The San Lorenzo Valley
We can preserve
Together
Riparian Corridor
Heal the
Create a native habitat in your own backyard
Sanctuary

Protecting Our Watershed

The San Lorenzo Valley watershed originates in the Santa Cruz Mountains in Castle Rock State Park and is a major source of water for the city of Santa Cruz as well as important coho salmon and steelhead trout habitat. Our efforts directly support this native fishery and the health of the watershed throughout the SLV.

Restoring Native Habitat

English ivy, vinca, and Himalayan blackberry are invasive, non-native plants. The San Lorenzo Valley Restoration Project removes invasive growth, expanding native habitat corridors on public lands, and teaches skills for homeowners so that native plants and wildlife thrive.

Actively Involving the Community

Everyone is invited to become involved in restoring riparian habitat, from private backyards to public parks. The San Lorenzo Valley Restoration Project provides online tools that identify and define the steps needed to take an active role in improving the health of our watershed.

Our Recent Projects

San Lorenzo River Estuary Project,
Santa Cruz, CA

The San Lorenzo River travels along its 29-mile course, flowing into the Monterey Bay at the…

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Monarch Butterfly Project

The Native Habitat Restoration Program (NHRP) is ready to bring the practice of creating native plant…

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Mill Street & Ben Lomond Park, Ben Lomond, CA

Turn off Highway 9 at Mill Street in the mountain town of Ben Lomond to a…

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Mountain Community Resources, Felton, CA

In the heart of downtown Felton on Highway 9, the Mountain Community Resources (MCR) building houses…

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Make a Donation

Your generosity can help repair our watershed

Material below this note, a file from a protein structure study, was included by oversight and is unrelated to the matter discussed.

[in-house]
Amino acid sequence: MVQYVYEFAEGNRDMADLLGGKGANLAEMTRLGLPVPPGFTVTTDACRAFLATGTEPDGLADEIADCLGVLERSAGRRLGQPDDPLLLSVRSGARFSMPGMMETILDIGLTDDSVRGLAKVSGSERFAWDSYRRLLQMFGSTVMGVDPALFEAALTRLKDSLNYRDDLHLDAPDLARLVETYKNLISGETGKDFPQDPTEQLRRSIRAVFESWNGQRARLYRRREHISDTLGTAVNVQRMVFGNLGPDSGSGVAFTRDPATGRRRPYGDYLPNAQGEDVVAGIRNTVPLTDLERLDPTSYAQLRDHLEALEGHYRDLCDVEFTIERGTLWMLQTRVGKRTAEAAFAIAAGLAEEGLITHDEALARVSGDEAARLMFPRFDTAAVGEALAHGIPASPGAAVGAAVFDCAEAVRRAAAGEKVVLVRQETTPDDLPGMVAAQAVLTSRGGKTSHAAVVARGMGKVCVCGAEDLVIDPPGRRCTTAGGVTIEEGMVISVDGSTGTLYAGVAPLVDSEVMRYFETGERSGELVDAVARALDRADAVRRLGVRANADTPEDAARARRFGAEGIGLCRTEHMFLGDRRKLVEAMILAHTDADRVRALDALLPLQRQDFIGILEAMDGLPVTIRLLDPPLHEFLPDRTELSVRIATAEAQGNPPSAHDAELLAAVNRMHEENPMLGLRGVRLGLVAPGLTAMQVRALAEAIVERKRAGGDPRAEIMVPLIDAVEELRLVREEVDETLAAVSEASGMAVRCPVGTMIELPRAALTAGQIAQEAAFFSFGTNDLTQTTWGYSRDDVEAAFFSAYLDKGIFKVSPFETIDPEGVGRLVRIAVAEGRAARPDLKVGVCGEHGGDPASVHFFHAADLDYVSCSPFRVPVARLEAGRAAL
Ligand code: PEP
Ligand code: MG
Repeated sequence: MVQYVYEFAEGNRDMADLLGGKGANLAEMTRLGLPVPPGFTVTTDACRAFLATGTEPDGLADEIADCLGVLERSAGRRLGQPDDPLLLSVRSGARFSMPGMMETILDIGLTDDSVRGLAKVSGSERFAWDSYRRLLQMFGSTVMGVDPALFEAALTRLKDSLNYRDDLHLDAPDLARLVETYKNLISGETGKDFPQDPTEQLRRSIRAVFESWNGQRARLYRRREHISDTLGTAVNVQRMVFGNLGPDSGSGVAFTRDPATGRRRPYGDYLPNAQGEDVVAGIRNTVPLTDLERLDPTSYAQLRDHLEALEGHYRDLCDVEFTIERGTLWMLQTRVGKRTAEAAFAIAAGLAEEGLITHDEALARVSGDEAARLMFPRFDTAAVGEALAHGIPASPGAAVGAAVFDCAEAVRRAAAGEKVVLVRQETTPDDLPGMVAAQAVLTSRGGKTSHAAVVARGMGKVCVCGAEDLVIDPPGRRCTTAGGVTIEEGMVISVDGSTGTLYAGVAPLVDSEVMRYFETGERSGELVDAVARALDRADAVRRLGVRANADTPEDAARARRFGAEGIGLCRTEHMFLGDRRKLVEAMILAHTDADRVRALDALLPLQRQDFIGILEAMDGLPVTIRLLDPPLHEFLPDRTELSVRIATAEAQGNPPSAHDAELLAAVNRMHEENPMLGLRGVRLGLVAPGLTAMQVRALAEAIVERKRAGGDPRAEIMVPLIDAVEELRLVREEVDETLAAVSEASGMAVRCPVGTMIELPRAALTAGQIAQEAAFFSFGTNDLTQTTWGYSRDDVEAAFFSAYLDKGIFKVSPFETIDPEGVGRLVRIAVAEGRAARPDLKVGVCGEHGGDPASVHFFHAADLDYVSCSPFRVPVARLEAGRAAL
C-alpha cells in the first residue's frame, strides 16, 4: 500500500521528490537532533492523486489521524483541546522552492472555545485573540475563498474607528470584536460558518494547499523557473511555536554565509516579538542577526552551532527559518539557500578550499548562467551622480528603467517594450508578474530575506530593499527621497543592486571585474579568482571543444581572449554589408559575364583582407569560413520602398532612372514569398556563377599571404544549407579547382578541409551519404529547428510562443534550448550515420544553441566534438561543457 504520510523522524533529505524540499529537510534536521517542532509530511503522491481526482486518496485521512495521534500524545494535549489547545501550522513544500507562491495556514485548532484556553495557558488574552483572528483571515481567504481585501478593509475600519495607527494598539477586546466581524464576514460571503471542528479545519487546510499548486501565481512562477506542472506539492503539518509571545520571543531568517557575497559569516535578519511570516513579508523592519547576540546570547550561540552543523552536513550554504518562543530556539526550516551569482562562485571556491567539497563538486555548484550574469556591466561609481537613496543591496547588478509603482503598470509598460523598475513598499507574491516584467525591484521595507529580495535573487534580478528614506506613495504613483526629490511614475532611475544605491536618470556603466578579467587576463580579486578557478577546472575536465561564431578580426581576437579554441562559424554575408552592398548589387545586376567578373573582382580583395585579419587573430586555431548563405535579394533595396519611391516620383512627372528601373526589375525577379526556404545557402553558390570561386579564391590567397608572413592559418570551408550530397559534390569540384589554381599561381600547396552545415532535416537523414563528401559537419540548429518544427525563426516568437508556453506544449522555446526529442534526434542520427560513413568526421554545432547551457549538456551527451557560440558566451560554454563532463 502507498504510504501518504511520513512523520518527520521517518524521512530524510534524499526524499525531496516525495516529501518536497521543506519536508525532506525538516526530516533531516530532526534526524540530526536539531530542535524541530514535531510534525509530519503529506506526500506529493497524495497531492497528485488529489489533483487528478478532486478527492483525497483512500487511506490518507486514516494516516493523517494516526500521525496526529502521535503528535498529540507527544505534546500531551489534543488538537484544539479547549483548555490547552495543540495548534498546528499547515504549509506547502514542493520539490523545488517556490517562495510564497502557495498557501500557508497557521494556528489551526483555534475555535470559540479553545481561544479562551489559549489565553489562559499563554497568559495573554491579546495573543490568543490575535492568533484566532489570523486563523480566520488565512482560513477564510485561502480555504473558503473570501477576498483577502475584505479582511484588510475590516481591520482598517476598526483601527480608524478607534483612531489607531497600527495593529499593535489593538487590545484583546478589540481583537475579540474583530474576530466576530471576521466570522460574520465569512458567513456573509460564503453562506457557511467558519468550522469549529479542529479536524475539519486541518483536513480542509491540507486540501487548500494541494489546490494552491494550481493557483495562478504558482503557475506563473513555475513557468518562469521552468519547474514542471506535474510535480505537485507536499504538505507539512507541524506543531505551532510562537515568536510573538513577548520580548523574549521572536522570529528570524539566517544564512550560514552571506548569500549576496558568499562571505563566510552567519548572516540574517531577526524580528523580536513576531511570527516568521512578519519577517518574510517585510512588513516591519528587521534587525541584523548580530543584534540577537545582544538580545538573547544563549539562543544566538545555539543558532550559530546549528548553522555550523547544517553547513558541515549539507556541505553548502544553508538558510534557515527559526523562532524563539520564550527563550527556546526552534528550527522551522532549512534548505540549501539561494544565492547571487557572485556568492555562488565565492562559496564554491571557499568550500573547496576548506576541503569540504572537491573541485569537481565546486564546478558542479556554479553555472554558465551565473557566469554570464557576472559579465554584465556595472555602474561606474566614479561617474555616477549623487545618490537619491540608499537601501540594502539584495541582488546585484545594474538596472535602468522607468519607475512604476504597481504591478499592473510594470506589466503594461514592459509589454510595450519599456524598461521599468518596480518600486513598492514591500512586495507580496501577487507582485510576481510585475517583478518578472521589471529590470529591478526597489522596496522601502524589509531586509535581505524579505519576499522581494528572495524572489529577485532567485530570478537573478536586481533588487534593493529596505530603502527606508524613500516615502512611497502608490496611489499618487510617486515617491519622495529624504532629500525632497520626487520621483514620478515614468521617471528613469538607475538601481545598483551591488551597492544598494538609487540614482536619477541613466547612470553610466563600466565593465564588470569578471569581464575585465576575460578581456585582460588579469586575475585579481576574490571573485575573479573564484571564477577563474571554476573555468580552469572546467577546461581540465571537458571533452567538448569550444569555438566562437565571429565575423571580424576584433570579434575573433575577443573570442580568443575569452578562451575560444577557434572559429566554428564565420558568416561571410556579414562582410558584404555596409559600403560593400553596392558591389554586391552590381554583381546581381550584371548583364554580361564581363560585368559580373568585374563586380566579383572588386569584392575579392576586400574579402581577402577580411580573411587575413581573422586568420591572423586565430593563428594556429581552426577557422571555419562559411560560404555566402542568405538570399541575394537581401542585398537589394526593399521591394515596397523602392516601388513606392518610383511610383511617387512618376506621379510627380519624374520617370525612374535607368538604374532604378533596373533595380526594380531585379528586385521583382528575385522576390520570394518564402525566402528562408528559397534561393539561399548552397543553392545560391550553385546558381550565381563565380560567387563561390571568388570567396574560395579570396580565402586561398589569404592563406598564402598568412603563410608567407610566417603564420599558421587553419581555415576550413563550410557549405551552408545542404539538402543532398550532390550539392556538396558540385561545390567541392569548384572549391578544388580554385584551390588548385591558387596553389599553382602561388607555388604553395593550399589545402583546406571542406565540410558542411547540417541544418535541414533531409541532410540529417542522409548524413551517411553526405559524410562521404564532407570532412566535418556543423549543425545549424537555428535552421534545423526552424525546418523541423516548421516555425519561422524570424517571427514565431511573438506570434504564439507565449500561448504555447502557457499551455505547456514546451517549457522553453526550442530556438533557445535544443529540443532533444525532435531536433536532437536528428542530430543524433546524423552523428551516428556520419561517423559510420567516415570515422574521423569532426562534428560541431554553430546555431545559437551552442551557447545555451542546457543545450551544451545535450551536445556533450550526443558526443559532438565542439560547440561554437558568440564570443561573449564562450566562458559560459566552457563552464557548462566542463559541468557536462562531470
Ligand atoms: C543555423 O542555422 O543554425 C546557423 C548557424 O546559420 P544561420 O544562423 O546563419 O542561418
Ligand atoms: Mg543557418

Every one of us has the potential to contribute in some small way to making our watershed a better place – providing a monetary gift could be one way to become part of this effort.

We Love Volunteers!

Your time and resources do matter

This restoration project wouldn’t be possible without its volunteer base. We need people like you who are willing to volunteer their time, supplies, or knowledge.

Do It Yourself!

Create your own sanctuary

Imagine creating a thriving habitat corridor linking Henry Cowell Redwoods State Park to Big Basin Redwoods State Park. Discover what you can do in your own backyard!

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Our Native Habitat in Action

Set in the redwood forest of the Santa Cruz Mountains, this video is about the life cycle of the California Hazel throughout the year. It includes shots of its own special flowers and catkins as well as various other forest wild flowers. Steller’s Jays and Grey Squirrels are also seen eating the nutritious nuts. Video: Fred & Roberta McPherson.

What’s the Buzz?

90

Days Worked with AmeriCorps TEams

700

Volunteers

1500

Blackberry Crowns Removed

25

Acres Public Lands Restoration Work

Remove Invasives, Reveal Natives
and Restore the Natural Habitat

Join the Community Effort!